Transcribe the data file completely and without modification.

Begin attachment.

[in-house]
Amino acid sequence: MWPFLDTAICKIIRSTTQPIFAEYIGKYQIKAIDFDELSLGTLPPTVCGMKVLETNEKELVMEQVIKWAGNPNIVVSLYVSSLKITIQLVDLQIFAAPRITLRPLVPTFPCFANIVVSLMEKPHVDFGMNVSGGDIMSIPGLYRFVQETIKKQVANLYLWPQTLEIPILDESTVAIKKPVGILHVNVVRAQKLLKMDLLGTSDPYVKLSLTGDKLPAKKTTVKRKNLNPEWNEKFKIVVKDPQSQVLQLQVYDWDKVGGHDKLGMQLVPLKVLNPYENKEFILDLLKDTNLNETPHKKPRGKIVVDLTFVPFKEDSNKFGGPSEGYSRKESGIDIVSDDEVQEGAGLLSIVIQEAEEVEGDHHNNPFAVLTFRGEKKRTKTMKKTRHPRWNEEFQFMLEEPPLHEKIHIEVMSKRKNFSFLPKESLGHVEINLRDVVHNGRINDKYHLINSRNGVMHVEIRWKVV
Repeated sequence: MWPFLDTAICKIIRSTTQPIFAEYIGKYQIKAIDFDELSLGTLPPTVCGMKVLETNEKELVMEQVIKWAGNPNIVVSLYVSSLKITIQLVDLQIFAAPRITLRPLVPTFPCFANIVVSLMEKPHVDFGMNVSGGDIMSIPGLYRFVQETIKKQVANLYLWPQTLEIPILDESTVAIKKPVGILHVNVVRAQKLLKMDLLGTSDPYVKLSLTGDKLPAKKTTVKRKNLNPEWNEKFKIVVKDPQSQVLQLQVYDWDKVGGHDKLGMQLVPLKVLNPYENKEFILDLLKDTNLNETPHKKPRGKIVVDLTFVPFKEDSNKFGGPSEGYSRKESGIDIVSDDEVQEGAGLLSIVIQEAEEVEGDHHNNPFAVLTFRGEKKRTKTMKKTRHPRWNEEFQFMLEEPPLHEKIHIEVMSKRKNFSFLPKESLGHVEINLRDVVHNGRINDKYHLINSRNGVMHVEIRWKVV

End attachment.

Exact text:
[in-house]
Amino acid sequence: MWPFLDTAICKIIRSTTQPIFAEYIGKYQIKAIDFDELSLGTLPPTVCGMKVLETNEKELVMEQVIKWAGNPNIVVSLYVSSLKITIQLVDLQIFAAPRITLRPLVPTFPCFANIVVSLMEKPHVDFGMNVSGGDIMSIPGLYRFVQETIKKQVANLYLWPQTLEIPILDESTVAIKKPVGILHVNVVRAQKLLKMDLLGTSDPYVKLSLTGDKLPAKKTTVKRKNLNPEWNEKFKIVVKDPQSQVLQLQVYDWDKVGGHDKLGMQLVPLKVLNPYENKEFILDLLKDTNLNETPHKKPRGKIVVDLTFVPFKEDSNKFGGPSEGYSRKESGIDIVSDDEVQEGAGLLSIVIQEAEEVEGDHHNNPFAVLTFRGEKKRTKTMKKTRHPRWNEEFQFMLEEPPLHEKIHIEVMSKRKNFSFLPKESLGHVEINLRDVVHNGRINDKYHLINSRNGVMHVEIRWKVV
Repeated sequence: MWPFLDTAICKIIRSTTQPIFAEYIGKYQIKAIDFDELSLGTLPPTVCGMKVLETNEKELVMEQVIKWAGNPNIVVSLYVSSLKITIQLVDLQIFAAPRITLRPLVPTFPCFANIVVSLMEKPHVDFGMNVSGGDIMSIPGLYRFVQETIKKQVANLYLWPQTLEIPILDESTVAIKKPVGILHVNVVRAQKLLKMDLLGTSDPYVKLSLTGDKLPAKKTTVKRKNLNPEWNEKFKIVVKDPQSQVLQLQVYDWDKVGGHDKLGMQLVPLKVLNPYENKEFILDLLKDTNLNETPHKKPRGKIVVDLTFVPFKEDSNKFGGPSEGYSRKESGIDIVSDDEVQEGAGLLSIVIQEAEEVEGDHHNNPFAVLTFRGEKKRTKTMKKTRHPRWNEEFQFMLEEPPLHEKIHIEVMSKRKNFSFLPKESLGHVEINLRDVVHNGRINDKYHLINSRNGVMHVEIRWKVV